Photo Credit: Kara backpacking in Bryce Canyon National Park. Photo by Katie Wolt
How did you get into community wildfire resilience work?
I’ve been working on fire adapted communities efforts since I started at the Washington Resource Conservation and Development Council (RC&D). Part of my role at the RC&D involves helping staff the Washington State Fire Adapted Communities Learning Network (WAFAC). I’ve also been the Washington Prescribed Fire Council (WPFC) coordinator for over three years, but it wasn’t until I started working with the RC&D that FAC became integrated into my work. I’m grateful for the opportunity. Working on FAC has been incredibly beneficial, not only for the work being accomplished by both organizations but the experience has also broadened my perspective and capacity to create stronger connections between our landscapes and our communities living with fire.
When you get to work on Monday morning, what are your top priorities for the week?
My projects and priorities are constantly changing, so I keep a running list of projects and associated tasks, which I review at the beginning of each day. And hopefully by the end of the day, I get to cross some of them off! Right now, my list of things to do includes wrapping up reporting for a large project and calling WAFAC communities to touch base and update them on staffing changes. My other main to-do, at the moment, is supporting the development and coordination of the Cascadia TREX (coming to Washington this fall!).
Who might you talk to?
That depends on the focus of my work that day, but there are a few folks who I tend to be on the phone with more than others. I talk to WAFAC staff every week about FAC efforts and our statewide learning network. I am also often bugging Reese Lolley of the Washington Chapter of The Nature Conservancy about the coordination and development of the WPFC; Reese is WPFC’s current chair. We might also discuss the WPFC Annual Conference or other fire-related projects. Lately, I’ve been talking a lot with Hilary Lundgren — formerly with the Chumstick Wildfire Stewardship Coalition, now with WAFAC — as we’ve collaborated on several projects over the past year, and we are now planning the Cascadia TREX.
Are you working on any projects that involve a large group of partners?
We just wrapped up a large prescribed fire project in Washington, the 2928 Forest Resiliency Burning Pilot Project, which included local, state and federal agencies, forest collaboratives, community organizations and several FAC communities. The project funded controlled burns on state and federal lands while requiring that we assess the benefits and impacts of burning. In conjunction with burning, we implemented a large-scale outreach effort to notify communities of when and where burning was happening, and to explain why controlled burning is essential for forest health and wildfire risk reduction. Stay tuned for more on the outcomes of that project!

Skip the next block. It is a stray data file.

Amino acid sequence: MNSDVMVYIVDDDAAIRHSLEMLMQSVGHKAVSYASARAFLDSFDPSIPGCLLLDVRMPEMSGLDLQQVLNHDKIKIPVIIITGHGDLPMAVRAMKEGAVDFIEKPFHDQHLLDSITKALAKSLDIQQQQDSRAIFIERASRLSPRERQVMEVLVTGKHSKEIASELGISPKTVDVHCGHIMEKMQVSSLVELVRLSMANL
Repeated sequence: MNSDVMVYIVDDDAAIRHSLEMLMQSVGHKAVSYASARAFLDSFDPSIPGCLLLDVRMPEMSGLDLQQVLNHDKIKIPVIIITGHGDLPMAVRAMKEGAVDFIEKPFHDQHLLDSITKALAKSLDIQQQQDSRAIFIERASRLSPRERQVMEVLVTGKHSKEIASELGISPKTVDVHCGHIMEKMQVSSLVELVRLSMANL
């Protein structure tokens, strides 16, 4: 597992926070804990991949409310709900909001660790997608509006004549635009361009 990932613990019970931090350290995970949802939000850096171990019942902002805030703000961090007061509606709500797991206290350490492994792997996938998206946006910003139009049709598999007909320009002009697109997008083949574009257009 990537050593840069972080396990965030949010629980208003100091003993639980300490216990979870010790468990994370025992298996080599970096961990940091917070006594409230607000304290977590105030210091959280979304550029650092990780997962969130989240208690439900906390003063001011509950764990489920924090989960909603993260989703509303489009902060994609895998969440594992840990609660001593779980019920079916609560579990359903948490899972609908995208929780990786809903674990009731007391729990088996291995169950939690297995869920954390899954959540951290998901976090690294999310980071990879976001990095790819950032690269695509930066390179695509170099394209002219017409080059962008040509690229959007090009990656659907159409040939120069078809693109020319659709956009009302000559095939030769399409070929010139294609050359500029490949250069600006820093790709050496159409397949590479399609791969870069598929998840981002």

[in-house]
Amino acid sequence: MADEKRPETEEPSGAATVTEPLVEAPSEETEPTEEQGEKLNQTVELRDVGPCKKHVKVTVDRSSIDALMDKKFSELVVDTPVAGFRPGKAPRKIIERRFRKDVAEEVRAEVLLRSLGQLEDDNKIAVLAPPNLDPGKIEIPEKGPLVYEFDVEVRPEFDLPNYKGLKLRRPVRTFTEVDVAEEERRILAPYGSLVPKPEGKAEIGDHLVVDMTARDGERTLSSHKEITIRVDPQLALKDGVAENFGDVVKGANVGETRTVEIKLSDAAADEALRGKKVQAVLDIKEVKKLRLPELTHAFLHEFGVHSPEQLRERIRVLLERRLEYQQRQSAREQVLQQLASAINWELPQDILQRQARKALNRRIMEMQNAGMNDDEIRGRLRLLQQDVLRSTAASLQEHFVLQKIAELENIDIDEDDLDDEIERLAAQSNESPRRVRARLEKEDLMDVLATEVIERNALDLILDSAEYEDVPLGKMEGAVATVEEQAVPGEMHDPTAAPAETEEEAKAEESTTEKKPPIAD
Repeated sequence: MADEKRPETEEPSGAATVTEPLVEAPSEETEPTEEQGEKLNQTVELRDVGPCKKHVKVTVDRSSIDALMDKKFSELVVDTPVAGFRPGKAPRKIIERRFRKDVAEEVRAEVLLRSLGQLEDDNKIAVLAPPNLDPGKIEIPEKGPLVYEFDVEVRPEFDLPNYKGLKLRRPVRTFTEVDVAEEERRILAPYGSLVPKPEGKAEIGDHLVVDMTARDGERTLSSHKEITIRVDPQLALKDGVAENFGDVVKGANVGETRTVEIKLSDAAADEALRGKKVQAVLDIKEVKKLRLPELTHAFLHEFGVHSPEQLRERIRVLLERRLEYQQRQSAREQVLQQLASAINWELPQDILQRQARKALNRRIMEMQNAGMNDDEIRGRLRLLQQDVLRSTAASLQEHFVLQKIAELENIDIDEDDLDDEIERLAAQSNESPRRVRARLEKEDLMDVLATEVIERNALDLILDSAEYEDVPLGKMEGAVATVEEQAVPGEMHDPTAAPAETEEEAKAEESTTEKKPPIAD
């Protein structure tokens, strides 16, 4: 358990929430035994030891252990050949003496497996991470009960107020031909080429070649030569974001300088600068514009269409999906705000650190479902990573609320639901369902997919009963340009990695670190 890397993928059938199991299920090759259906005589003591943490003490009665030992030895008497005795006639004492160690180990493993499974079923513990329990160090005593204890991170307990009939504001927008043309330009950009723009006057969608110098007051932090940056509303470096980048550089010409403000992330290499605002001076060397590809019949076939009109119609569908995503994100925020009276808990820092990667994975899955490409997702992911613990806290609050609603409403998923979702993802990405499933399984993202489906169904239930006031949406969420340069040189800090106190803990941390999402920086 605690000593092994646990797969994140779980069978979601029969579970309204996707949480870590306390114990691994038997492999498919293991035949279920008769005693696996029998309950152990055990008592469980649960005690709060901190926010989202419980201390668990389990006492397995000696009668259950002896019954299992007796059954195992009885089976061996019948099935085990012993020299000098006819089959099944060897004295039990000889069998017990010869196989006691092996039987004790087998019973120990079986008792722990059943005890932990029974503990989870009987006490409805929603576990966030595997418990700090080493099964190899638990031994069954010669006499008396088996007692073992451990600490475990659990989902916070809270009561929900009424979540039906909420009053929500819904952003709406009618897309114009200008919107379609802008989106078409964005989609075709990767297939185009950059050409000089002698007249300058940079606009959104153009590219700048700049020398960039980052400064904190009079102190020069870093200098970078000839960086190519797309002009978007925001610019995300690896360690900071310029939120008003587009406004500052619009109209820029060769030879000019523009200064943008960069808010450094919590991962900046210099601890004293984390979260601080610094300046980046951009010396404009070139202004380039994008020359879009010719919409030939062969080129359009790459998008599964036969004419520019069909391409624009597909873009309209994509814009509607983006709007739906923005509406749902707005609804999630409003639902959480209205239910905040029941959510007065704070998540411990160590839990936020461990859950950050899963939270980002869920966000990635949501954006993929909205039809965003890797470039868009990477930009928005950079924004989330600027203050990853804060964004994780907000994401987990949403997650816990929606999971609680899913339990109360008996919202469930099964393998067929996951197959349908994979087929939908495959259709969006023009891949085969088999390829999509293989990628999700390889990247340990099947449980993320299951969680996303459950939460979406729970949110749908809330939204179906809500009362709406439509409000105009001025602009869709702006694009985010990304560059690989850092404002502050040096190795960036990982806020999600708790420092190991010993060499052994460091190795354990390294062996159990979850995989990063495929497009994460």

Oh, and have I mentioned that we are hosting a TREX?! This is a big undertaking and will be the focus of a lot of my time over the next few months. Hilary and I are co-coordinating and planning that in partnership with the USDA Forest Service, The Nature Conservancy and other agencies from across the state. A TREX in Washington has been on our minds for a few years now, so I’m happy that we are able to bring this training opportunity to our community. The TREX model is exciting because it bridges many of our priorities and provides a platform for engaging multiple partners, programs and projects. Yes, we are providing training opportunities, increasing capacity and expertise for conducting controlled burns, restoring forests and reducing wildfire risk (among other objectives). However, it’s also an opportunity to engage communities and partners and increase their knowledge about prescribed fire, so we’re excited about it in many regards.
What different types of shoes do you wear on the job?
Flats, boots, sandals, flip-flops, barefoot … does the RC&D have a dress code?! I work almost entirely in the office or from home, so my work boots haven’t gotten dirty in a while. Though a lot of my work can be done in a variety of shoes, strapping on boots and getting that “real life” experience, whether it’s on a burn or a field tour with community members, is invaluable to keeping my work grounded. I’m trying to carve out some time to volunteer on prescribed fires in the Puget Sound area so that my boots can see some action, I can maintain my qualifications, and I can re-engage with practitioners.
Where might your job take you today?
I just got back from Leavenworth, Washington. I have been making monthly trips to that area over the last year while working on various projects and meeting with partners for the 2928 Pilot Project. The Cascadia TREX will be based in Plain (15 miles north of Leavenworth), so that project is taking me up there as well. It’s not a bad place to get some work done!
When you get back to your desk, what unexpected thing has come up that needs your attention?
Relationships and people drive this work, and they also provide their own set of challenges to navigate. More often than not, the unexpected thing has to do with a misunderstanding, a miscommunication or something more complicated that needs to be addressed. I’m learning that this is just the nature of the work, but I’m always trying to improve my own communication.
Work is over; what’s next?
I’m loading up my backpack and heading into wilderness for a few days. No cell phone service, no email, just my home away from home on my back. See you on the trail!
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